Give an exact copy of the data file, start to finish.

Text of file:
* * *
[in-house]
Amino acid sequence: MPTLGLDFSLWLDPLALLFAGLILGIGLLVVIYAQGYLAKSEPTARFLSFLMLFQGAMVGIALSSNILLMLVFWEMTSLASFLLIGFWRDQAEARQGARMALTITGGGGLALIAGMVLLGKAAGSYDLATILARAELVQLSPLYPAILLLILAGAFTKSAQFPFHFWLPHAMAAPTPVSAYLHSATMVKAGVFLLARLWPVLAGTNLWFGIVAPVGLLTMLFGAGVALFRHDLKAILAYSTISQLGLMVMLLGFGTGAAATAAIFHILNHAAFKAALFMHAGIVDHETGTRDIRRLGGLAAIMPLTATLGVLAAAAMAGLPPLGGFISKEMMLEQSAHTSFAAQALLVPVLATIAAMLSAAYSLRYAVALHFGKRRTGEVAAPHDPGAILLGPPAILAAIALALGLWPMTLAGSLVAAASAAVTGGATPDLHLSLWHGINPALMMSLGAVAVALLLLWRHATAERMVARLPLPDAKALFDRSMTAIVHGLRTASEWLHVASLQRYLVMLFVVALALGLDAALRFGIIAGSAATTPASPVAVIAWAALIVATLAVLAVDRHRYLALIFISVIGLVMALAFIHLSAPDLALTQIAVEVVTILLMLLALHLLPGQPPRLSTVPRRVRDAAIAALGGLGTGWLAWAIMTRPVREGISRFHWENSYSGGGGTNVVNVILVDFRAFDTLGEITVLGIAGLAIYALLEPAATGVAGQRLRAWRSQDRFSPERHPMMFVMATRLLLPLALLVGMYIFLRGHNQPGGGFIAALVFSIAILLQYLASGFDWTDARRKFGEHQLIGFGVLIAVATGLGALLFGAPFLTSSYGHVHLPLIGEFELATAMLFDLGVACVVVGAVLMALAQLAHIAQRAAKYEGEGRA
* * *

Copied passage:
[in-house]
Amino acid sequence: MPTLGLDFSLWLDPLALLFAGLILGIGLLVVIYAQGYLAKSEPTARFLSFLMLFQGAMVGIALSSNILLMLVFWEMTSLASFLLIGFWRDQAEARQGARMALTITGGGGLALIAGMVLLGKAAGSYDLATILARAELVQLSPLYPAILLLILAGAFTKSAQFPFHFWLPHAMAAPTPVSAYLHSATMVKAGVFLLARLWPVLAGTNLWFGIVAPVGLLTMLFGAGVALFRHDLKAILAYSTISQLGLMVMLLGFGTGAAATAAIFHILNHAAFKAALFMHAGIVDHETGTRDIRRLGGLAAIMPLTATLGVLAAAAMAGLPPLGGFISKEMMLEQSAHTSFAAQALLVPVLATIAAMLSAAYSLRYAVALHFGKRRTGEVAAPHDPGAILLGPPAILAAIALALGLWPMTLAGSLVAAASAAVTGGATPDLHLSLWHGINPALMMSLGAVAVALLLLWRHATAERMVARLPLPDAKALFDRSMTAIVHGLRTASEWLHVASLQRYLVMLFVVALALGLDAALRFGIIAGSAATTPASPVAVIAWAALIVATLAVLAVDRHRYLALIFISVIGLVMALAFIHLSAPDLALTQIAVEVVTILLMLLALHLLPGQPPRLSTVPRRVRDAAIAALGGLGTGWLAWAIMTRPVREGISRFHWENSYSGGGGTNVVNVILVDFRAFDTLGEITVLGIAGLAIYALLEPAATGVAGQRLRAWRSQDRFSPERHPMMFVMATRLLLPLALLVGMYIFLRGHNQPGGGFIAALVFSIAILLQYLASGFDWTDARRKFGEHQLIGFGVLIAVATGLGALLFGAPFLTSSYGHVHLPLIGEFELATAMLFDLGVACVVVGAVLMALAQLAHIAQRAAKYEGEGRA